Android app offers Wi-Fi hacking of Facebook accounts

Video demo shows how easy it is to use a new Android app to hijack Facebook accounts on Wi-Fi networks.

Elinor Mills Former Staff Writer
Elinor Mills covers Internet security and privacy. She joined CNET News in 2005 after working as a foreign correspondent for Reuters in Portugal and writing for The Industry Standard, the IDG News Service and the Associated Press.
Elinor Mills
2 min read

Sometimes seeing is believing. The FaceNiff Android app, released earlier this month, allows anyone to snoop on traffic on Wi-Fi networks and even hijack Facebook accounts. Sounds bad, but this video demo drives the message home by showing just how easy it is to do:

The app, which works on Android phones that have been rooted, offers "one-touch hacking," says Kevin Mahaffey, founder and chief technology officer at mobile security firm Lookout. The technique isn't new--it's akin to a mobile version of the Firesheep Firefox extension released last year--but it makes it super easy and mobile.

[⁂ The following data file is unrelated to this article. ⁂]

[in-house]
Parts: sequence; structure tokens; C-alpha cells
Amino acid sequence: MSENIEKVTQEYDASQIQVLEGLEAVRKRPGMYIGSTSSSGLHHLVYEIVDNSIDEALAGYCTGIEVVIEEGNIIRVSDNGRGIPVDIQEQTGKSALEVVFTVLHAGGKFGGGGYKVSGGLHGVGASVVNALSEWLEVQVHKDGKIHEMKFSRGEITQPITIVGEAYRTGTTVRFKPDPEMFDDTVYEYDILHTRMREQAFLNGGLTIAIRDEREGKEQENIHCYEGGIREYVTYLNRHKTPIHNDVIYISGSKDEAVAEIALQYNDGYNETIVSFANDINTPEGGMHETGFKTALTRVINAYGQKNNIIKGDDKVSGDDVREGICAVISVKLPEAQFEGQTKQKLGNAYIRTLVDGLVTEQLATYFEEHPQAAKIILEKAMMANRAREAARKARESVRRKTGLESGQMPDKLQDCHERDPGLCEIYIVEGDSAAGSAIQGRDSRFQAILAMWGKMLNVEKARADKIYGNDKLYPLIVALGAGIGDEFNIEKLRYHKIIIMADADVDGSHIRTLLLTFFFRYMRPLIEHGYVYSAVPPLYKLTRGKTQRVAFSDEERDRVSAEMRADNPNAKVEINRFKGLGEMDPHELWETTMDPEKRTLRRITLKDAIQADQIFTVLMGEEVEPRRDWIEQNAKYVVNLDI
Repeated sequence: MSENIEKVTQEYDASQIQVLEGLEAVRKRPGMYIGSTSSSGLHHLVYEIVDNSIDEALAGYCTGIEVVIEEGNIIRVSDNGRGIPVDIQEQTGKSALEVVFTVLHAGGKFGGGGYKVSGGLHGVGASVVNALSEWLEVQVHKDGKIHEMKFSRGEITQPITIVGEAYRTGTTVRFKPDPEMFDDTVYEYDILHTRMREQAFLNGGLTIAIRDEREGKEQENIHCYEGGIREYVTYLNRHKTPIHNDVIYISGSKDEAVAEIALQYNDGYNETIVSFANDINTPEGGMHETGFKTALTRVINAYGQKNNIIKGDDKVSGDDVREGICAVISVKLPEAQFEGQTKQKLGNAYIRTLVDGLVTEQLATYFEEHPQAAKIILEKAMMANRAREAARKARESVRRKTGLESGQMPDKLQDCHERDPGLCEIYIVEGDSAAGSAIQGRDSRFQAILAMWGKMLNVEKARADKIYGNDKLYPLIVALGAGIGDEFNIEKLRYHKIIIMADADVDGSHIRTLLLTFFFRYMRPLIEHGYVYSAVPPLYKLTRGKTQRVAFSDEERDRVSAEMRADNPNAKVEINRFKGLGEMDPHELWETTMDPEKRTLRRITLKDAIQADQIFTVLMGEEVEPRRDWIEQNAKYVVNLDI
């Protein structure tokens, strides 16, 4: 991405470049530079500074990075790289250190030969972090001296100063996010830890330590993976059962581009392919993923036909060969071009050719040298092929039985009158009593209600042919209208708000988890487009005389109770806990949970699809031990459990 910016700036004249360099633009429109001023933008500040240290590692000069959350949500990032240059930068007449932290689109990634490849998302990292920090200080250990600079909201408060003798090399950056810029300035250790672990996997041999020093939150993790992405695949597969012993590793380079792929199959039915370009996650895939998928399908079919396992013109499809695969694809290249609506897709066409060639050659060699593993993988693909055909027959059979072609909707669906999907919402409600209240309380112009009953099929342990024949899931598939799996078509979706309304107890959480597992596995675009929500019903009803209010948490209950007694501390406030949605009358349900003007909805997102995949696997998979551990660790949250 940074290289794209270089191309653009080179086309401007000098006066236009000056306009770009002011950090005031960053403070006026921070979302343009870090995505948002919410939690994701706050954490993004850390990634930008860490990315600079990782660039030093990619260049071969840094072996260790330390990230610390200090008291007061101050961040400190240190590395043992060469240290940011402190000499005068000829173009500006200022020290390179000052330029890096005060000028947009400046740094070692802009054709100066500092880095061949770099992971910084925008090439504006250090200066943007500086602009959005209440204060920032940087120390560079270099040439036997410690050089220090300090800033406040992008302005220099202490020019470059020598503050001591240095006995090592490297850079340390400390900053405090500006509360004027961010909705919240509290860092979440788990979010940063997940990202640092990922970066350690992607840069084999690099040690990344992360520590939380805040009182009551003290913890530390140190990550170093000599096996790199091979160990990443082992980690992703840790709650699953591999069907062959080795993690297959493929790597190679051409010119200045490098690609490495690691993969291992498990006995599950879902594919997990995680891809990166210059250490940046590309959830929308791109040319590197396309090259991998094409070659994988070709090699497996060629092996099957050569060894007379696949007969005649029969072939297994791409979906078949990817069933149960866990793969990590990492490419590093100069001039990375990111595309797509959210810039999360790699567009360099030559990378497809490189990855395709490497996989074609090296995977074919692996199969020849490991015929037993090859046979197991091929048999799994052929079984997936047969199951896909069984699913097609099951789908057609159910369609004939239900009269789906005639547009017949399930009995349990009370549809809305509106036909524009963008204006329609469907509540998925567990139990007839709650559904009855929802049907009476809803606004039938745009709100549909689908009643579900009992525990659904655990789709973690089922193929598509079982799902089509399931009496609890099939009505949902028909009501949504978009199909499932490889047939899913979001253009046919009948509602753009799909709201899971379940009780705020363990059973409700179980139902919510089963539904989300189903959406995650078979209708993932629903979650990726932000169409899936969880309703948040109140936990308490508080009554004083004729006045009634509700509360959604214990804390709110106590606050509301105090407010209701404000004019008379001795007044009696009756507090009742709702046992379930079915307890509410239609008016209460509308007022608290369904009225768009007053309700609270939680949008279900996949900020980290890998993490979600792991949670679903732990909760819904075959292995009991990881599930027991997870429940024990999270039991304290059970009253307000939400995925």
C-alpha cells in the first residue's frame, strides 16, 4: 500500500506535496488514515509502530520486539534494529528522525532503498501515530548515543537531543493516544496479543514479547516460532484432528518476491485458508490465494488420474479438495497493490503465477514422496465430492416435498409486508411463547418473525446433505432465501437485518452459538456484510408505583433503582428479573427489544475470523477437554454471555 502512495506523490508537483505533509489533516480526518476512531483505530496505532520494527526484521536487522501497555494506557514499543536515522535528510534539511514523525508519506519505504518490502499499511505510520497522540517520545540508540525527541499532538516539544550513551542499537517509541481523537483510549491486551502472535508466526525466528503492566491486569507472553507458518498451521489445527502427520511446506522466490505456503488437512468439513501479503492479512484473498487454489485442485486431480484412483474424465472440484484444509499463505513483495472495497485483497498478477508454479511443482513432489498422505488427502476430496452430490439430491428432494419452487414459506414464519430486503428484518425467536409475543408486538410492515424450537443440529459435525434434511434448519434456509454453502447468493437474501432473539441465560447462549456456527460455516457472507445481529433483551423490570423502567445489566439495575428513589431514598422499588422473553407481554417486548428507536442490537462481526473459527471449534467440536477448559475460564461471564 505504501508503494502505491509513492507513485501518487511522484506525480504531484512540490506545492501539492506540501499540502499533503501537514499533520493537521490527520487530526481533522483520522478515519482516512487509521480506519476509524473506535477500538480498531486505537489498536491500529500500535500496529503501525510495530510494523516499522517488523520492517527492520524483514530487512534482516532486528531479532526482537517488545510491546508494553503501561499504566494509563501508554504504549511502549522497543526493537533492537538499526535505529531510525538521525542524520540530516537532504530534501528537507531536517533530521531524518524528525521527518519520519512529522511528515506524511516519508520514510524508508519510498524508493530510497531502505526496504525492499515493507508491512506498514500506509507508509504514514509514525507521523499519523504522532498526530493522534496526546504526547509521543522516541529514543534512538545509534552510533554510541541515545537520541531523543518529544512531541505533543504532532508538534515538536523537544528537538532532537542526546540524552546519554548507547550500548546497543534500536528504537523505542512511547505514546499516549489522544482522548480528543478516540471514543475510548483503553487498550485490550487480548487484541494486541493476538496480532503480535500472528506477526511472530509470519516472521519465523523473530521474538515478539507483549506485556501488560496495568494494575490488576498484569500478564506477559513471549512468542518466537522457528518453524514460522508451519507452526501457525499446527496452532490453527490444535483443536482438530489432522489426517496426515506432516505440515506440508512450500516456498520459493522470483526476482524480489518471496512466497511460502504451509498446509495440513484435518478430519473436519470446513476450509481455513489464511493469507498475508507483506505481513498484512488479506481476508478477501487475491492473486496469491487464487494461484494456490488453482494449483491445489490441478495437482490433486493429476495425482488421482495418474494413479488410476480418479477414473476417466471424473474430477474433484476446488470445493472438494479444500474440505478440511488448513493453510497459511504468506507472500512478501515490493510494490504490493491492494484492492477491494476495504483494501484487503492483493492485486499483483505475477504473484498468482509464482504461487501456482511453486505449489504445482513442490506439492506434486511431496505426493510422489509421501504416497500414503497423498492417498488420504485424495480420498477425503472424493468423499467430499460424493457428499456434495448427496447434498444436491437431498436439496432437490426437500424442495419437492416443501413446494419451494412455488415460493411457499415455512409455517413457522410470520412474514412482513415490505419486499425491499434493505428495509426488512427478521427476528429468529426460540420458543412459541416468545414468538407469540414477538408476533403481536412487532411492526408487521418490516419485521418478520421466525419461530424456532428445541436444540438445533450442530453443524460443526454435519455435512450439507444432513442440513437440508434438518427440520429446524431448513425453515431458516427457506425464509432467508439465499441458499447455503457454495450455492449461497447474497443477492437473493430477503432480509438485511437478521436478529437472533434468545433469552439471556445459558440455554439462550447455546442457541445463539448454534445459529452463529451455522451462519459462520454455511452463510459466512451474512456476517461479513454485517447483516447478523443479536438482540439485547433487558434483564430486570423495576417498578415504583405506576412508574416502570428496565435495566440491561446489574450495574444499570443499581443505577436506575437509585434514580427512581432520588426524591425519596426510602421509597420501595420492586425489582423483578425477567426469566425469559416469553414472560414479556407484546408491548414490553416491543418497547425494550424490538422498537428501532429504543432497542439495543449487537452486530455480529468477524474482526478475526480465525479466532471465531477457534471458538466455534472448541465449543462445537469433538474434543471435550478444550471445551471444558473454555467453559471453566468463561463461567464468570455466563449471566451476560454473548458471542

"Even on encrypted Wi-Fi networks the app can do ARP (address resolution protocol) spoofing where it advertises itself as the MAC address of the router to try to get the computers on the network to send traffic through the device," Mahaffey says.

And it's not just for Facebook account hijacking. The developer is broadening the app so it can be used to target accounts on Twitter, YouTube, Amazon, and Polish social-networking site Nasza-Klasa.

To protect against this type of attack you should use SSL (Secure Sockets Layer) encrypted communications by either typing in "https://" before the Web address or setting SSL as a default on the Web sites you visit often. For instance, in Facebook you do this by clicking "Account Settings" under "Account" drop-down menu in the upper right corner, then clicking "Account Security" and checking the "Secure Browsing (https)" box. And if the site doesn't support "https" use a Virtual Private Network if you can.

Even though tools like this can be harmful in the wrong hands, researchers typically release programs that exploit security weaknesses to alert Web surfers to the problem so they can protect themselves and to prompt Web sites to offer SSL support.